Northfield woman pleads guilty to defrauding VA

CONCORD – A Northfield woman has pleaded guilty in U.S. District Court to health-care fraud.

Misty Maciejewski, 35, was charged with the theft of more than $29,000 from the U.S. Department of Veterans Affairs Health Administration, Acting U.S. Attorney Donald Feith said in a statement released to the news media yesterday.

Maciejewski is schedule to be sentenced on Sept. 28. She is facing sentence of up to 10 years in prison and a maximum fine of $250,000.

In an application for health benefits Maciejewski submitted to the VHA on Oct. 3, 2012, she falsely claimed to be a veteran of the Army and that she was honorably discharged after serving in combat. The application was mistakenly approved by the VHA due to an administrative error.

While living in Massachusetts after the application was approved, Maciejewski fraudulently received VHA benefits totaling $8,154.58 which were paid to a half-way house in Boston and applied to medical services she received from the VA hospital in Boston.

After Maciejewski moved to Northfield in July 2013, she fraudulently received VHA benefits totaling $21,287.55 which were paid to non-VA medical services providers and applied to medical services she received from the VA hospital in Manchester, the U.S. Attorney's office said.

"Veteran benefits programs exist to provide services needed by those who have put on the uniform in defense of our country," Feith stated. "Our office will continue to work with the Department of Veterans Affairs to identify, investigate, and prosecute those who seek to defraud these programs and thus deprive true veterans of the funds they need."

The case was investigated by the Department of Veterans Affairs, Criminal Investigation Division and is being prosecuted by Assistant U.S. Attorney Robert Kinsella.

Correction: MTRC no longer exists

CORRECTION — An article in Thursday's edition of The Daily Sun mistakenly referred to a meeting of the Motorcycle Technical Review Committee (MTRC). This committee, which reviewed site plans for vendors and other aspects of Motorcycle Week, no longer exists. In 2013 it was replaced by the Special Events Review Committee, which assumed its responsibilities for Motorcycle Week as well as oversees other special events like the Pumpkin Festival and holiday celebrations.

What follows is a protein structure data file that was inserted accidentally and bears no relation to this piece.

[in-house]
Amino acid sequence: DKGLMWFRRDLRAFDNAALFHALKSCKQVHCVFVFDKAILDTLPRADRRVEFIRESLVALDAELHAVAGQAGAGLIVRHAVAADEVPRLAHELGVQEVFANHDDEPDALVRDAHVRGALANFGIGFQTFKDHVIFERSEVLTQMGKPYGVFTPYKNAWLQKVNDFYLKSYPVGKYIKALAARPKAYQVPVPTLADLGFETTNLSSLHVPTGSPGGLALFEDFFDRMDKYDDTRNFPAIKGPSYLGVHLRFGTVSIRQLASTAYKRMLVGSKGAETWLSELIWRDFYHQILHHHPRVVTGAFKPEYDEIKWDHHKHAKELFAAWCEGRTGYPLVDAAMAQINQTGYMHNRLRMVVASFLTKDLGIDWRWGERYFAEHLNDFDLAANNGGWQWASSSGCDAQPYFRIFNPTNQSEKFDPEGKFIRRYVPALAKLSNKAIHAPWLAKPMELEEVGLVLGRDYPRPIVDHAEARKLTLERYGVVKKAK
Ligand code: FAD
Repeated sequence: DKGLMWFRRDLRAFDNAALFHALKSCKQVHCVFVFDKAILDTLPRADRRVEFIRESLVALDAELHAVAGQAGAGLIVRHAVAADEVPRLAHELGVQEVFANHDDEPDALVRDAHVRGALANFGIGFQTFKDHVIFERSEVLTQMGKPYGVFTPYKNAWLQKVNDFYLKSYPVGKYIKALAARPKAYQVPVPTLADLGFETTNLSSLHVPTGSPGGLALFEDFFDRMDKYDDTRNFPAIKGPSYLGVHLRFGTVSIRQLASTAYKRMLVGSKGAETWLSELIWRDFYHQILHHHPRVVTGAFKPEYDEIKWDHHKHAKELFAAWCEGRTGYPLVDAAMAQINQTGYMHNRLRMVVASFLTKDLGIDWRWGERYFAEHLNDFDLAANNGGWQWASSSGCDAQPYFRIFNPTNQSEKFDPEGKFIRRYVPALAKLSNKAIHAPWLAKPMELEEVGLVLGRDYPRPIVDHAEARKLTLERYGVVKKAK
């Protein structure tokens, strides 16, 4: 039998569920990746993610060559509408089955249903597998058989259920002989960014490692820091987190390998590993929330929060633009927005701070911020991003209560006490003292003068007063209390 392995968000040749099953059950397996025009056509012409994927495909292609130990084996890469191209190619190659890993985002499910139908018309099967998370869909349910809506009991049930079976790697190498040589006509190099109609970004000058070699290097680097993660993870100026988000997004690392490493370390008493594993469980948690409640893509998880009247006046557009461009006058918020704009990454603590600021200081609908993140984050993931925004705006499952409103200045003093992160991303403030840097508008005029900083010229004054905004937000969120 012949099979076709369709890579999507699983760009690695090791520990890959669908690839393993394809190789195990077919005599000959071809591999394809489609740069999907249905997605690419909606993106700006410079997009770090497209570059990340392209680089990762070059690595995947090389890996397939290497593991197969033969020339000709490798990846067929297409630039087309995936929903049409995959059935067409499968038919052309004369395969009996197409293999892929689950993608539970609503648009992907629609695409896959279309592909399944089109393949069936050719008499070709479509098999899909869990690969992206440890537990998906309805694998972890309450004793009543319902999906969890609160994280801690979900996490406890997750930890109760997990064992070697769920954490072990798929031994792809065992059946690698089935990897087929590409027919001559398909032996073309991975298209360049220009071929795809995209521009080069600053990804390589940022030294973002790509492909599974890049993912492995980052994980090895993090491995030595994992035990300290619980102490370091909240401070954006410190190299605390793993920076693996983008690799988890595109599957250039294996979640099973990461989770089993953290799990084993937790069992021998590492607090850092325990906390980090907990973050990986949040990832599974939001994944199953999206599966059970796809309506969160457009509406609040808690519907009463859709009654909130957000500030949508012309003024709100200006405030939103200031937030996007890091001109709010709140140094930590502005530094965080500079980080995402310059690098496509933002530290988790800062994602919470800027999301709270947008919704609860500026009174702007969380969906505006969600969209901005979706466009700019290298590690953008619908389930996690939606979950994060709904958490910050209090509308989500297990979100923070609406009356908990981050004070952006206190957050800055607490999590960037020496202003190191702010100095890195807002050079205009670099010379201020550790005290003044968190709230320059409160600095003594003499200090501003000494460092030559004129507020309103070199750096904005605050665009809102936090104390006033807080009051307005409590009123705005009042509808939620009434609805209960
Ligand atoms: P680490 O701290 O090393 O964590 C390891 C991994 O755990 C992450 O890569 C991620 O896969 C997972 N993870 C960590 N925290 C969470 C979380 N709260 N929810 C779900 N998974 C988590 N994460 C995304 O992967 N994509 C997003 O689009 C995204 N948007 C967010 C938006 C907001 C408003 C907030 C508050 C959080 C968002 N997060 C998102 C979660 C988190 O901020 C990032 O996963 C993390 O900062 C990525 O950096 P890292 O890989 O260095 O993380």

Local DHHS office on chopping block

LACONIA – The Laconia District office of the New Hampshire Department of Health and Human Services (DHHS) at 65 Beacon Street West is one of four that could be closed to under consideration to fulfill a provision of the 2016-17 state budget requiring the department to consolidate district offices to reduce general fund appropriations to the agency by $1 million in each year of the biennium.

In an e-mail sent to district office staff on Thursday, Nick Toumpas, the commissioner of DHHS, confirmed that along with Laconia, offices in Claremont, Conway and Rochester have also been identified for closure. He noted that the savings would be achieved by "consolidation of district offices and associated reduction in lease expenses."

Toumpas reminded employees that although both the House of Representatives and the Senate included the provision in their respective versions of the budget, the budget process has not reached its conclusion.

"In short," he wrote, "this is not final," cautioning that "it is premature to speculate about any proposed change." At the same time, he stressed, "... this is not a proposal that contemplates any reduction in staff." But, he conceded, "when we take whatever actions we need to, they may create a change in travel time to different workplace – an increase or a decrease in commute."

There are 62 employees working in the Laconia District office with 11,938 open cases. The office serves the city of Laconia and 25 towns (Alexandria, Alton, Ashland, Barnstead, Belmont, Bridgewater, Bristol, Campton, Center Harbor, Dorchester, Ellsworth, Gilford, Gilmanton, Hebron, Holderness, Meredith, New Hampton, Plymouth, Rumney, Sanbornton, Thornton, Tilton, Waterville Valley and Wentworth) .

State Sen. Andrew Hosmer (D-Laconia) said that the prospect of closing district offices was "one of many reasons I voted against the budget." He said that Concord will likely be the closest office to those in the Laconia catchment area, which will represent a hardship for whom access to transportation is an issue. "This cut was made to get to a number," he said. "Not to encourage the department to run a more efficient operation."